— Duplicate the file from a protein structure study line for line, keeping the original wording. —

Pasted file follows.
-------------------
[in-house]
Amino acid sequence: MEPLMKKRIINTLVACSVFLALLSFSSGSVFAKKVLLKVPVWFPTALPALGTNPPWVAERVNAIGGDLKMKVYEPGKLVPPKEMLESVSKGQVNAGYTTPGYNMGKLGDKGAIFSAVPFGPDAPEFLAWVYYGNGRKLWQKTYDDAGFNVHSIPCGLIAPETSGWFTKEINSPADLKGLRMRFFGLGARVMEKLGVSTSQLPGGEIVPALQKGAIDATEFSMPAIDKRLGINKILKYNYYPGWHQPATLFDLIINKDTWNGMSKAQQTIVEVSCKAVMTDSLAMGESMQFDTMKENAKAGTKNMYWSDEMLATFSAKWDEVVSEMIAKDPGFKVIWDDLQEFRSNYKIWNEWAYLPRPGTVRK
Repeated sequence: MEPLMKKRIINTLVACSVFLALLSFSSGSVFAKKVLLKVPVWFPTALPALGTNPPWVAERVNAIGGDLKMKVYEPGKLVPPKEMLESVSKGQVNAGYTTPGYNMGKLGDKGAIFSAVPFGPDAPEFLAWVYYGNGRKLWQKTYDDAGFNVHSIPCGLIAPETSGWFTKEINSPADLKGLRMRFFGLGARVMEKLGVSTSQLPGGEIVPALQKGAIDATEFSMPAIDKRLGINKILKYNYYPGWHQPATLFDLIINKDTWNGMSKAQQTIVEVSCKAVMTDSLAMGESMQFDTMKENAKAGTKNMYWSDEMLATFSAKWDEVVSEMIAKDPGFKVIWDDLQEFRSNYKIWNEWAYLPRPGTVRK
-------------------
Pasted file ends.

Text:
[in-house]
Amino acid sequence: MEPLMKKRIINTLVACSVFLALLSFSSGSVFAKKVLLKVPVWFPTALPALGTNPPWVAERVNAIGGDLKMKVYEPGKLVPPKEMLESVSKGQVNAGYTTPGYNMGKLGDKGAIFSAVPFGPDAPEFLAWVYYGNGRKLWQKTYDDAGFNVHSIPCGLIAPETSGWFTKEINSPADLKGLRMRFFGLGARVMEKLGVSTSQLPGGEIVPALQKGAIDATEFSMPAIDKRLGINKILKYNYYPGWHQPATLFDLIINKDTWNGMSKAQQTIVEVSCKAVMTDSLAMGESMQFDTMKENAKAGTKNMYWSDEMLATFSAKWDEVVSEMIAKDPGFKVIWDDLQEFRSNYKIWNEWAYLPRPGTVRK
Repeated sequence: MEPLMKKRIINTLVACSVFLALLSFSSGSVFAKKVLLKVPVWFPTALPALGTNPPWVAERVNAIGGDLKMKVYEPGKLVPPKEMLESVSKGQVNAGYTTPGYNMGKLGDKGAIFSAVPFGPDAPEFLAWVYYGNGRKLWQKTYDDAGFNVHSIPCGLIAPETSGWFTKEINSPADLKGLRMRFFGLGARVMEKLGVSTSQLPGGEIVPALQKGAIDATEFSMPAIDKRLGINKILKYNYYPGWHQPATLFDLIINKDTWNGMSKAQQTIVEVSCKAVMTDSLAMGESMQFDTMKENAKAGTKNMYWSDEMLATFSAKWDEVVSEMIAKDPGFKVIWDDLQEFRSNYKIWNEWAYLPRPGTVRK